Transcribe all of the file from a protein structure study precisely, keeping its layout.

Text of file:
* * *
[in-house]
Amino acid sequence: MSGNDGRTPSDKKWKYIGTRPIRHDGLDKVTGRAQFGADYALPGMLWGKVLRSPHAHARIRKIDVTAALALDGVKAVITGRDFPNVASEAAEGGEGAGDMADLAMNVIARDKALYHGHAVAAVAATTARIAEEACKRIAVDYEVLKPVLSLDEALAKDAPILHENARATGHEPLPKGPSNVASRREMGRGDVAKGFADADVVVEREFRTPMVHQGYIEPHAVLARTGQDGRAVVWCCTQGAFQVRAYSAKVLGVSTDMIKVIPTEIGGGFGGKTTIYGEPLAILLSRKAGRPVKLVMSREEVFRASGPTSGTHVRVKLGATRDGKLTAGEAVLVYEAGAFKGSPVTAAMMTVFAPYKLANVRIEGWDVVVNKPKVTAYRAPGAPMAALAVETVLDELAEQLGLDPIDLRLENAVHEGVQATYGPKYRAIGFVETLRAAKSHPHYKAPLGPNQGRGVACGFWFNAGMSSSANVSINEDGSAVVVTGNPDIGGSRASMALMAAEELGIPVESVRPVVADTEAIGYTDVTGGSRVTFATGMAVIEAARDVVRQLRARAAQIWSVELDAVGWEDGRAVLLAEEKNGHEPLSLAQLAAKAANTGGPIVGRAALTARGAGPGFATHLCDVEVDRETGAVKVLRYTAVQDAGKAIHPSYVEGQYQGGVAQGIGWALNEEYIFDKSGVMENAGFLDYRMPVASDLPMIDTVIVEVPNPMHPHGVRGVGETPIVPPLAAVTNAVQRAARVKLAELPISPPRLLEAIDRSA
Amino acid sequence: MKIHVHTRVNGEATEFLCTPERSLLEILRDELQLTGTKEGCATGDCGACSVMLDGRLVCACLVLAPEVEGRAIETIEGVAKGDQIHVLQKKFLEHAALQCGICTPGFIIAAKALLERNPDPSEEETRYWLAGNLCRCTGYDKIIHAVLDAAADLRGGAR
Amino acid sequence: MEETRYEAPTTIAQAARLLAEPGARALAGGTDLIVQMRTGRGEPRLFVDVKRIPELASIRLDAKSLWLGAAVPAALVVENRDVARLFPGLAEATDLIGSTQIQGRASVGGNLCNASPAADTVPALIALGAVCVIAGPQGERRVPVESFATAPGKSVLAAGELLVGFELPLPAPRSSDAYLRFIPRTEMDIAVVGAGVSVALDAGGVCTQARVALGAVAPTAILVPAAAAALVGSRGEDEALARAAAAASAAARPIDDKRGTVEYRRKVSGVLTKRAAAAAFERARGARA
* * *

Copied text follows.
[in-house]
Amino acid sequence: MSGNDGRTPSDKKWKYIGTRPIRHDGLDKVTGRAQFGADYALPGMLWGKVLRSPHAHARIRKIDVTAALALDGVKAVITGRDFPNVASEAAEGGEGAGDMADLAMNVIARDKALYHGHAVAAVAATTARIAEEACKRIAVDYEVLKPVLSLDEALAKDAPILHENARATGHEPLPKGPSNVASRREMGRGDVAKGFADADVVVEREFRTPMVHQGYIEPHAVLARTGQDGRAVVWCCTQGAFQVRAYSAKVLGVSTDMIKVIPTEIGGGFGGKTTIYGEPLAILLSRKAGRPVKLVMSREEVFRASGPTSGTHVRVKLGATRDGKLTAGEAVLVYEAGAFKGSPVTAAMMTVFAPYKLANVRIEGWDVVVNKPKVTAYRAPGAPMAALAVETVLDELAEQLGLDPIDLRLENAVHEGVQATYGPKYRAIGFVETLRAAKSHPHYKAPLGPNQGRGVACGFWFNAGMSSSANVSINEDGSAVVVTGNPDIGGSRASMALMAAEELGIPVESVRPVVADTEAIGYTDVTGGSRVTFATGMAVIEAARDVVRQLRARAAQIWSVELDAVGWEDGRAVLLAEEKNGHEPLSLAQLAAKAANTGGPIVGRAALTARGAGPGFATHLCDVEVDRETGAVKVLRYTAVQDAGKAIHPSYVEGQYQGGVAQGIGWALNEEYIFDKSGVMENAGFLDYRMPVASDLPMIDTVIVEVPNPMHPHGVRGVGETPIVPPLAAVTNAVQRAARVKLAELPISPPRLLEAIDRSA
Amino acid sequence: MKIHVHTRVNGEATEFLCTPERSLLEILRDELQLTGTKEGCATGDCGACSVMLDGRLVCACLVLAPEVEGRAIETIEGVAKGDQIHVLQKKFLEHAALQCGICTPGFIIAAKALLERNPDPSEEETRYWLAGNLCRCTGYDKIIHAVLDAAADLRGGAR
Amino acid sequence: MEETRYEAPTTIAQAARLLAEPGARALAGGTDLIVQMRTGRGEPRLFVDVKRIPELASIRLDAKSLWLGAAVPAALVVENRDVARLFPGLAEATDLIGSTQIQGRASVGGNLCNASPAADTVPALIALGAVCVIAGPQGERRVPVESFATAPGKSVLAAGELLVGFELPLPAPRSSDAYLRFIPRTEMDIAVVGAGVSVALDAGGVCTQARVALGAVAPTAILVPAAAAALVGSRGEDEALARAAAAASAAARPIDDKRGTVEYRRKVSGVLTKRAAAAAFERARGARA